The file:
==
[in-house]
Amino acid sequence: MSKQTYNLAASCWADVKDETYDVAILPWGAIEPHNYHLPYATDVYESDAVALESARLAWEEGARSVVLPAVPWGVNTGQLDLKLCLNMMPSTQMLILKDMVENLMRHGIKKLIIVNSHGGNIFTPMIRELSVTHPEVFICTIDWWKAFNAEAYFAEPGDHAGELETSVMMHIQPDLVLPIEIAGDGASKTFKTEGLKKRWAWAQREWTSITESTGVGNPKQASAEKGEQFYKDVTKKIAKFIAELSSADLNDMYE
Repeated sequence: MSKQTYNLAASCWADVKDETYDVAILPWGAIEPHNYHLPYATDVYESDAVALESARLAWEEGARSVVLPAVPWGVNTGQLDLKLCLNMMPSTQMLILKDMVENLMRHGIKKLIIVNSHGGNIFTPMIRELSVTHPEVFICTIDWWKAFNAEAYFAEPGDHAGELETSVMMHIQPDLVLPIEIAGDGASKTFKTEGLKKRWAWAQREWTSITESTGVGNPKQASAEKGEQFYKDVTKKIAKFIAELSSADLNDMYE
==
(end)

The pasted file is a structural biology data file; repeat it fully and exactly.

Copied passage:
[in-house]
Amino acid sequence: MSKQTYNLAASCWADVKDETYDVAILPWGAIEPHNYHLPYATDVYESDAVALESARLAWEEGARSVVLPAVPWGVNTGQLDLKLCLNMMPSTQMLILKDMVENLMRHGIKKLIIVNSHGGNIFTPMIRELSVTHPEVFICTIDWWKAFNAEAYFAEPGDHAGELETSVMMHIQPDLVLPIEIAGDGASKTFKTEGLKKRWAWAQREWTSITESTGVGNPKQASAEKGEQFYKDVTKKIAKFIAELSSADLNDMYE
Repeated sequence: MSKQTYNLAASCWADVKDETYDVAILPWGAIEPHNYHLPYATDVYESDAVALESARLAWEEGARSVVLPAVPWGVNTGQLDLKLCLNMMPSTQMLILKDMVENLMRHGIKKLIIVNSHGGNIFTPMIRELSVTHPEVFICTIDWWKAFNAEAYFAEPGDHAGELETSVMMHIQPDLVLPIEIAGDGASKTFKTEGLKKRWAWAQREWTSITESTGVGNPKQASAEKGEQFYKDVTKKIAKFIAELSSADLNDMYE